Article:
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Lian Li Lancool One Digital Mid-Tower Chassis Review (Page 7)

By Shannon Robb from Jun 27, 2019 @ 10:00 CDT
TweakTown Rating: 94%Manufacturer: Lian Li

Case Build & Finished Product

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Now that we have concluded our build in the Lancool One Digital, it is time to gaze upon it and see how it came out. Rather than show the panel with the system off, I decided to turn it on, as I feel it's the best way to show the character of the Lancool One. As you can see the center firing, ARGB flows well and has excellent color saturation even with my studio lights blaring on the front trying its best to wash them out.

This is one of the more unique RGB implementations I have seen, and I think Lian Li pulls it off well here as it is nice but not too much. I don't see this case as fitting into an office or even a subdued home theatre, but if you like the lights or opt not to plug them in, the aluminum front panel delivers a quite elegant look.

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The internals, I think, came together quite nicely. The motherboard went in without a hitch and was easy enough to install I was able to get it in and mounted without even laying the case on its back. The toughest part I think would be sorting which cables should go through which hole for the most efficient routing. Everything went into place, and I cannot think of a single step in the process that was hampered by a design choice of the case.

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The rear looks about the same as when we first showed it, except for the fact that now the motherboard I/O is filled, there's is a GPU in place, and the PSU is there. Once again, everything went smoothly, and nothing special got in the way here.

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The cable management side of the Lancool One Digital is slightly more used than last time we observed it. The main Velcro tie-down points are used to hold the bulk of the cables, and it does so without any issues to note.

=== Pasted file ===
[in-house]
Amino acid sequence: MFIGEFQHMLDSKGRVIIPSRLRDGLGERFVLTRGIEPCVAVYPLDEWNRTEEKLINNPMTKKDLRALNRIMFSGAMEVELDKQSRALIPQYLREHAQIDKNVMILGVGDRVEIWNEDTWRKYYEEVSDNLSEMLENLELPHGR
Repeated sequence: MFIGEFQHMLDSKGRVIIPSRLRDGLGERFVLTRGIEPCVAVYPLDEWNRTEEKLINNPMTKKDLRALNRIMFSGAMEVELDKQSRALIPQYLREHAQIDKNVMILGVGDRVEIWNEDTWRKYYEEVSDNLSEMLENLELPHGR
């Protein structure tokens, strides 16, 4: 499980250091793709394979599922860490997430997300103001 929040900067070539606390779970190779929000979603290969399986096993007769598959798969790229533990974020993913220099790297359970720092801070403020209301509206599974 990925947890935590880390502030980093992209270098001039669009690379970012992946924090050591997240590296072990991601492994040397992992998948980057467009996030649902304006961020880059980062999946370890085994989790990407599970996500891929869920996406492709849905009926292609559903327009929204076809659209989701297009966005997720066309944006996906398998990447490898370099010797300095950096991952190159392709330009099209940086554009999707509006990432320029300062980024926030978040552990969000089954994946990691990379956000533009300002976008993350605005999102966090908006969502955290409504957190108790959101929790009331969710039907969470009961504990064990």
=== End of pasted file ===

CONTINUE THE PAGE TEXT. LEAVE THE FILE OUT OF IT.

There are so many passthrough holes, I found myself trying different ports to see what would be the best route, and I must say too many cable management options is a good problem to have. The cable tie down points was more than enough for our mainstream build, and I imagine even stuffed with RGB and multiple GPUs it would still be sufficient.

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Here we have the built PC with panels affixed waiting to come to life. The glass panel has a light tint to it, just enough that it's not entirely transparent but adds a darker hue with the panel on. The installed components made the case a bit heavier, but due to metal quality and thickness, it was already reasonably heavy.

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The system once powered on comes to RGB life, and with our installed components, it brings even more rainbow life to the party. I'm admittedly not the biggest fan of RGB, but on the Lancool One Digital it is done in such a way it looks nice, and I would not necessarily mind this rig being around me in its current state. The included fans although not PWM run just fine with the motherboard ports set for DC, and they are not loud by any stretch as the system sits idle and is inaudible.

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